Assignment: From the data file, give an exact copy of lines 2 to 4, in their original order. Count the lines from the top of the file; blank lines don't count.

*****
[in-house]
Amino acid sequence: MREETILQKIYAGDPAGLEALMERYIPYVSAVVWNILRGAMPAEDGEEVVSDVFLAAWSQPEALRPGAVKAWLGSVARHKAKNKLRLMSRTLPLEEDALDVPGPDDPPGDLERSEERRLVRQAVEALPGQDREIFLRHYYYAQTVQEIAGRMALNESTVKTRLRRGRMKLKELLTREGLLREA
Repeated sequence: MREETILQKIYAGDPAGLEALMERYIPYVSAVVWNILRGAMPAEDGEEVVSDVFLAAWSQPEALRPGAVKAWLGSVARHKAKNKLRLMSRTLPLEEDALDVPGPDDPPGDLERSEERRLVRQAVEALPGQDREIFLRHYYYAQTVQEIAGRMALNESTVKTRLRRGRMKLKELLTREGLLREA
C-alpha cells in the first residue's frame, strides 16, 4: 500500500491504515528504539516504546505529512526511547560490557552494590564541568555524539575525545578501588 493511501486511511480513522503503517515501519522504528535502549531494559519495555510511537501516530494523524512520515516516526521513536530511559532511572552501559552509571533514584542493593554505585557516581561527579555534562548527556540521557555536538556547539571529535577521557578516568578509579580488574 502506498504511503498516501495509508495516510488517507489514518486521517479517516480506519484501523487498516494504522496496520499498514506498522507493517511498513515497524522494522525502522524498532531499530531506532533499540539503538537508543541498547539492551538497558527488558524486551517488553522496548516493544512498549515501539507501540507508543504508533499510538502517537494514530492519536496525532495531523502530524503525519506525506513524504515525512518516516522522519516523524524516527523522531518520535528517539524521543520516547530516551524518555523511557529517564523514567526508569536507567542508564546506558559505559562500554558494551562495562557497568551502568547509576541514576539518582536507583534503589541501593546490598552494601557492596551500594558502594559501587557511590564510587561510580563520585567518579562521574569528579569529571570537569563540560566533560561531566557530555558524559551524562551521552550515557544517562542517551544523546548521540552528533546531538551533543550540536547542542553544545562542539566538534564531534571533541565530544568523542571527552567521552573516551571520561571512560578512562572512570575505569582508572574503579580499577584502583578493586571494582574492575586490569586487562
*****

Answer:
Amino acid sequence: MREETILQKIYAGDPAGLEALMERYIPYVSAVVWNILRGAMPAEDGEEVVSDVFLAAWSQPEALRPGAVKAWLGSVARHKAKNKLRLMSRTLPLEEDALDVPGPDDPPGDLERSEERRLVRQAVEALPGQDREIFLRHYYYAQTVQEIAGRMALNESTVKTRLRRGRMKLKELLTREGLLREA
Repeated sequence: MREETILQKIYAGDPAGLEALMERYIPYVSAVVWNILRGAMPAEDGEEVVSDVFLAAWSQPEALRPGAVKAWLGSVARHKAKNKLRLMSRTLPLEEDALDVPGPDDPPGDLERSEERRLVRQAVEALPGQDREIFLRHYYYAQTVQEIAGRMALNESTVKTRLRRGRMKLKELLTREGLLREA
C-alpha cells in the first residue's frame, strides 16, 4: 500500500491504515528504539516504546505529512526511547560490557552494590564541568555524539575525545578501588 493511501486511511480513522503503517515501519522504528535502549531494559519495555510511537501516530494523524512520515516516526521513536530511559532511572552501559552509571533514584542493593554505585557516581561527579555534562548527556540521557555536538556547539571529535577521557578516568578509579580488574 502506498504511503498516501495509508495516510488517507489514518486521517479517516480506519484501523487498516494504522496496520499498514506498522507493517511498513515497524522494522525502522524498532531499530531506532533499540539503538537508543541498547539492551538497558527488558524486551517488553522496548516493544512498549515501539507501540507508543504508533499510538502517537494514530492519536496525532495531523502530524503525519506525506513524504515525512518516516522522519516523524524516527523522531518520535528517539524521543520516547530516551524518555523511557529517564523514567526508569536507567542508564546506558559505559562500554558494551562495562557497568551502568547509576541514576539518582536507583534503589541501593546490598552494601557492596551500594558502594559501587557511590564510587561510580563520585567518579562521574569528579569529571570537569563540560566533560561531566557530555558524559551524562551521552550515557544517562542517551544523546548521540552528533546531538551533543550540536547542542553544545562542539566538534564531534571533541565530544568523542571527552567521552573516551571520561571512560578512562572512570575505569582508572574503579580499577584502583578493586571494582574492575586490569586487562